New program, but still seeking accreditation?

  1. 0
    The local community college where I live just expanded their programs to offer a RN to BSN transition. My question is since this is a new program it has not received accreditation yet. If I get a BSN from them what implication could that have in the long run? I have a year left on my husbands GI Bill and if I take a program where I take at least one class on campus I can receive the housing allowance so that would really help a lot.

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  2. 11 Comments...

  3. 0
    You run the risk of having a degree from a non-accredited program. While this may not have too many implications in the workplace, you will definitely have issues if you decide to go on for a masters degree. You should find out where the program is in the accreditation process.
  4. 0
    I would avoid anyplace that doesn't have accreditation. It might really hurt your employability (I don't know this fur sure). It would definitely put you below other applicants with similar experience. If you have your RN check out Excelsior or other online school. Any new school is going to have growing pains. I would stick with a school with a track record.
  5. 0
    Yes go for accreditation.
  6. 0
    Thanks everyone! Is there anyone that knows how long the process takes? I want to say the program has been going for two or 3 semesters now. Their ADN program has been in existence for years and years, but the bridge program has just gotten started. I am looking at a few other places. This would just be the most convenient. I agree though, it just seems to risky if they haven't completed the process.
  7. 0
    I'm not sure, but I believe they have to graduate some classes. And they look at the student graduation pass/fail/dropout rates and the Board pass/fail rates too. I think that's the way it works, so accreditation is never an assured thing.

    Be reeeeaaallly careful.
  8. 1
    The accreditation process takes at least a couple years, and accreditation is retroactive to when the school formally started the process. If the school is an active candidate for accreditation while you are attending and ends up getting accredited, you will be a graduate of an accredited program, even if you graduated before the school was formally accredited.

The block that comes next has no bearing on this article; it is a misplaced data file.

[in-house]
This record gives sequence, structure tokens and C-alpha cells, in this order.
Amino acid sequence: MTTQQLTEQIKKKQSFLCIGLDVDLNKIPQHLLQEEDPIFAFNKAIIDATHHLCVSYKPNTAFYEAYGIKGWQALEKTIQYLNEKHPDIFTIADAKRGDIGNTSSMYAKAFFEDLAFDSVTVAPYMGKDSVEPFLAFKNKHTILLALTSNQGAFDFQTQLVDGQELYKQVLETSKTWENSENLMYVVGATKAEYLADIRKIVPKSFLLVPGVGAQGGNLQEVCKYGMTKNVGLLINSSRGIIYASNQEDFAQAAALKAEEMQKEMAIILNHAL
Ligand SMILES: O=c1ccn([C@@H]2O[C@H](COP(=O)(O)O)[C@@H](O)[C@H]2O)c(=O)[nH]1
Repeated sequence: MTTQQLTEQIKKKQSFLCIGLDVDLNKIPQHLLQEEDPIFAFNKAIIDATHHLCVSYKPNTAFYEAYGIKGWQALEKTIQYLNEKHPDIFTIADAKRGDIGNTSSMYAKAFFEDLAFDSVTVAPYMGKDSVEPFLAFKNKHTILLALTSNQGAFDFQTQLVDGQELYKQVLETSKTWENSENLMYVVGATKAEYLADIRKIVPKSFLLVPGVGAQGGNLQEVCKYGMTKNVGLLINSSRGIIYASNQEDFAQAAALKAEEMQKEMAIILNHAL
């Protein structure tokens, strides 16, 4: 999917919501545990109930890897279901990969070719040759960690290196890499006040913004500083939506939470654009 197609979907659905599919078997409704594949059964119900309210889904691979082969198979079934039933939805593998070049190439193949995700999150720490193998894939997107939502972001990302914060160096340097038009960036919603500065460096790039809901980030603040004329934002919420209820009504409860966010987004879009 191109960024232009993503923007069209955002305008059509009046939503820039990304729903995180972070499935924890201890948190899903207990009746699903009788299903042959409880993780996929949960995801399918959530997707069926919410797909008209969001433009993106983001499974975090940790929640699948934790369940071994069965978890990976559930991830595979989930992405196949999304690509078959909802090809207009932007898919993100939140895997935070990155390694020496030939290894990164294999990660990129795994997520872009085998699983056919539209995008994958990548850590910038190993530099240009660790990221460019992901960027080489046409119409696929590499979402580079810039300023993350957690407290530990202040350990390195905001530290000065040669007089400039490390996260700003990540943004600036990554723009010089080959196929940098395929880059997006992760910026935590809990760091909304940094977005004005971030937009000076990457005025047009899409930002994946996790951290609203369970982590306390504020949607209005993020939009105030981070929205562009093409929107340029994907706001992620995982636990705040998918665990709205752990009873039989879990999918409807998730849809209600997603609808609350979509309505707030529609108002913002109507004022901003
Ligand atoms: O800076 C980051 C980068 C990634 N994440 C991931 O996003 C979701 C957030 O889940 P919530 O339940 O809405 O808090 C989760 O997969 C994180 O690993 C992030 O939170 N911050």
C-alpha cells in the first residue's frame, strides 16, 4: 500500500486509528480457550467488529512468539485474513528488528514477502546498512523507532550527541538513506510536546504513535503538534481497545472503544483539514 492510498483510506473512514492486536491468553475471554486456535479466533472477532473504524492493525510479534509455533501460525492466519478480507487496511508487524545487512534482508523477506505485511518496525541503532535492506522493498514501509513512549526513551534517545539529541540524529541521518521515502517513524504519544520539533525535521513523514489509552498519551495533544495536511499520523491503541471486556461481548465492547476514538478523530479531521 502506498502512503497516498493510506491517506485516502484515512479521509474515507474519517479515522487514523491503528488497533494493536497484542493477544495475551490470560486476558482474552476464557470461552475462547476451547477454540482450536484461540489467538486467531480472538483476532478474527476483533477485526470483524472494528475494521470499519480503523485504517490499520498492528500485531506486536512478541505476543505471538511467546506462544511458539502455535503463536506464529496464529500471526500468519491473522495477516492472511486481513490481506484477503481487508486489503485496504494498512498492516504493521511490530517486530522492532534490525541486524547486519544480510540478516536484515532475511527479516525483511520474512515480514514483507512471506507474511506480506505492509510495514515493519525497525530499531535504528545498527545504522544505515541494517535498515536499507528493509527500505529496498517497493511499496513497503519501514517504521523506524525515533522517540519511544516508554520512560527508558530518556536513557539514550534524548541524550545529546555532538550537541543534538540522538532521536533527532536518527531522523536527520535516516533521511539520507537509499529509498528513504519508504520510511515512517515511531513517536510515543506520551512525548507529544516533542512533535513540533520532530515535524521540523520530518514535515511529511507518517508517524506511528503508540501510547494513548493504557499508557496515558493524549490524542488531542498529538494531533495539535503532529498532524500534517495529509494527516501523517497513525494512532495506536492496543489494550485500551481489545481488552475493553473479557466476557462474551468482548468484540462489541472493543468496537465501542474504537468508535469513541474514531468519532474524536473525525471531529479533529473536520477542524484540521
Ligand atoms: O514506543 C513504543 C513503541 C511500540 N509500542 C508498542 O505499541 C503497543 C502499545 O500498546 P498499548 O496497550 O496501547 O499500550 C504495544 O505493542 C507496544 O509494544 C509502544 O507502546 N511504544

Is the school's ADN program NLNAC accredited? If the ADN program is accredited and has been for some time, and if the new program is going to be in the process of pursuing accreditation while you're attending (actively in the process, not just saying they're going to apply), I would consider that a pretty minimal risk for you (chances are v. good the new program is going to get accredited). Otherwise, I'd look for another option.
    Meriwhen likes this.
  9. 0
    Quote from elkpark
    The accreditation process takes at least a couple years, and accreditation is retroactive to when the school formally started the process. If the school is an active candidate for accreditation while you are attending and ends up getting accredited, you will be a graduate of an accredited program, even if you graduated before the school was formally accredited.

    Is the school's ADN program NLNAC accredited? If the ADN program is accredited and has been for some time, and if the new program is going to be in the process of pursuing accreditation while you're attending (actively in the process, not just saying they're going to apply), I would consider that a pretty minimal risk for you (chances are v. good the new program is going to get accredited). Otherwise, I'd look for another option.
    Elkpark speaks the truth. I was in the exact same situation in my first RN-BSN program, and this was the exact same answer that CCNE gave me when I wrote to ask about accreditation. The program did have a long-standing fully-accredited diploma program, so I was confident that their BSN programs would also be accredited. If they already hadn't had a proven track record, I would have not applied.

    I'm not saying definitely do it--after all, there is always a risk that they may not get accreditation and then you'd be stuck--but do consider these factors in your final decision.

    For the record, it's my first RN-BSN program not because of any fault of the program: they were a brick-and-mortar program but I had to move out-of-state, so I couldn't complete it They did get their accreditation with minimal problem so had I been able to stay and finish, all would have been well.
  10. 0
    Quote from elkpark
    The accreditation process takes at least a couple years, and accreditation is retroactive to when the school formally started the process. If the school is an active candidate for accreditation while you are attending and ends up getting accredited, you will be a graduate of an accredited program, even if you graduated before the school was formally accredited.

    .
    NLNAC accreditation is retroactive to the date of the site visit. If you graduate prior to the site visit, your degree will be unaccredited.

    "However, please note that accreditation is effective as of the accreditation cycle in which the visit took place and is not retroactive."

    http://www.nlnac.org/resources/AboutAccreditation_2010-JanFeb.pdf
  11. 0
    Quote from kabfighter
    NLNAC accreditation is retroactive to the date of the site visit. If you graduate prior to the site visit, your degree will be unaccredited.

    "However, please note that accreditation is effective as of the accreditation cycle in which the visit took place and is not retroactive."

    http://www.nlnac.org/resources/AboutAccreditation_2010-JanFeb.pdf
    Thank you for the clarification.


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